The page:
NICTA said it had appointed University of Sydney robotics expert Hugh Durrant-Whyte as its new CEO following a international search by executive placement specialists Russell Reynolds and Associates.
Professor Durrant-Whyte, who currently heads Sydney Uni's Australian Centre for Field Robotics (ACFR), will join NICTA in December and work with Dr Skellern through a handover process until early next year.
Like the hugely respected Dr Skellern, Prof. Durrant-Whyte brings to the role a mix of both research and commercial expertise to the role, having been successful in both product development and business.
Prof. Durrant-Whyte established an Australian Research Council Centre of Excellence in robotics and has spun out a number of companies - most recently Marathon Robotics, which recently secured a $57 million contract with the US Navy. His has worked on numerous robotics and automation projects in Australia across industries as diverse as agriculture, large-scale mining, and transport and logistics.
Last month he was named NSW Scientist of the Year for 2010.
The appointment was immediately welcomed by Communications Minister Stephen Conroy and Innovation Minister Kim Carr, who share portfolio responsibility for NICTA.
But as welcome as securing a leadership candidate as qualified as Prof Durrant-Whyte, the loss of Dr Skellern is a blow. Dr Skellern has been with NICTA since its embryonic beginnings, and gave the organisation a creative culture that was both quite different in the Australian experience and peculiarly productive.
Dr Skellern fostered within NICTA a philosophy in which world-class research was both the aspiration and the reality, and which encouraged its people to pursue opportunities for international collaborations and opportunities for commercial success.
NICTA chairman Neville Stevens said Dr Skellern had "put NICTA on the map both nationally and internationally."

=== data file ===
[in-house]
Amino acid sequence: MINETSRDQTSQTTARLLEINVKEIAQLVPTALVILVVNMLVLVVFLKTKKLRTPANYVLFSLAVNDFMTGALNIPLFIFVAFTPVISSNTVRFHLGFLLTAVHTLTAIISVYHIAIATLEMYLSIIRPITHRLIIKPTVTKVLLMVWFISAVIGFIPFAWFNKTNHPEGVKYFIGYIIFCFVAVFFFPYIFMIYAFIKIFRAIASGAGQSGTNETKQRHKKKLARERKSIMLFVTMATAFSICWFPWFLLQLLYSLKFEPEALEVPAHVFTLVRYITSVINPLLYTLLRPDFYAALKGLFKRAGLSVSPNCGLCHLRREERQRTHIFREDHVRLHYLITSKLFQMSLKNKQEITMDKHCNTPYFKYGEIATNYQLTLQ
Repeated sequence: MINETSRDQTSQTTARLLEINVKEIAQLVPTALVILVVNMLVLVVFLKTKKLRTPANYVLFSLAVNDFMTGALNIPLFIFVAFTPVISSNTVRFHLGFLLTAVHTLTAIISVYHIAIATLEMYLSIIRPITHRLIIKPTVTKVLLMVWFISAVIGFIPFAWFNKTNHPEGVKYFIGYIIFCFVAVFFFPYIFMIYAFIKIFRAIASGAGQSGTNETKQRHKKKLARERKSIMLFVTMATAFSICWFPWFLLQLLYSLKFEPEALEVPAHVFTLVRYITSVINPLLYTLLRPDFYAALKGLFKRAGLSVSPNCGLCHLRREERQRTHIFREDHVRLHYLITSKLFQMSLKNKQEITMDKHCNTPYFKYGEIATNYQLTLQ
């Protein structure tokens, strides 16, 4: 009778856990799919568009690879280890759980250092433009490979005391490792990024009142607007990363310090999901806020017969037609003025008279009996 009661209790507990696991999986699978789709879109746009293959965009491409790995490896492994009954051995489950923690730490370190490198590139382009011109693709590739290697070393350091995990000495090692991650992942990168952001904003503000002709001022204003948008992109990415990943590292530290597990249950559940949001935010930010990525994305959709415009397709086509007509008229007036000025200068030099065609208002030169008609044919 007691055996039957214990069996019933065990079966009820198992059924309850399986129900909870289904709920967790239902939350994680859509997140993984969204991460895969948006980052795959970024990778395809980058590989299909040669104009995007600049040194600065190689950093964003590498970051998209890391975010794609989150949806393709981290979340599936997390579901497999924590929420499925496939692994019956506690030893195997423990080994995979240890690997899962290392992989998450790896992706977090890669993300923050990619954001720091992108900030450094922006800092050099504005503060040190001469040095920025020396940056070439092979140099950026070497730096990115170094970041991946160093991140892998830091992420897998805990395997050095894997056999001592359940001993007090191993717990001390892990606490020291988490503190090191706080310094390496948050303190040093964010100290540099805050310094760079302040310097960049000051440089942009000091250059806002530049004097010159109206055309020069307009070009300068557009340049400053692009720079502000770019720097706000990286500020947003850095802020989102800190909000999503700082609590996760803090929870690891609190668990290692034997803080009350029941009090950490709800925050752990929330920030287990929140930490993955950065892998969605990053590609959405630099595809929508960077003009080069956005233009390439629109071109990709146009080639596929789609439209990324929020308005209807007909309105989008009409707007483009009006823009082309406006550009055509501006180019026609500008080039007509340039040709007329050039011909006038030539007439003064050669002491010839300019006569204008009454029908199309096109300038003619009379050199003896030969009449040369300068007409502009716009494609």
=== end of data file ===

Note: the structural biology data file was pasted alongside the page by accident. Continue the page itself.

"He inherited a fledging organisation of promise and transformed it into an internationally respected research and development group able to tackle major problems facing Australia," Stevens said.
Senator Conroy paid tribute to Dr Skellern's achievement at NICTA, saying he had worked tirelessly to put Australian ICT research in a global context, and had been the driving force behind internationally successful research collaborations.
"I trust he will continue to contribute to the development of a vibrant ICT sector in Australia and raising our profile on the international stage, and I look forward to working with him in the future," Senator Conroy said.
Innovation Minister Kim Carr said Prof Durrant-Whyte was one of Australia's most accomplished scientific researchers, who had a history of academic excellence stretching in an unbroken line back to his undergraduate years at the University of London.
"He is eminently qualified to lead Australia's national ICT research institute," Senator Carr said.
Prof Durrant-Whyte said the advent of the National Broadband Network made it an exciting time to be involved in ICT research. He said getting the agency's research out the door and into the market - to create wealth for Australia - would continue to be one of NICTA most important tasks.
"I am confident that NICTA can play an important role in finding solutions to some of the pressing challenges we face in sectors such as healthcare, energy, transport and logistics," he said.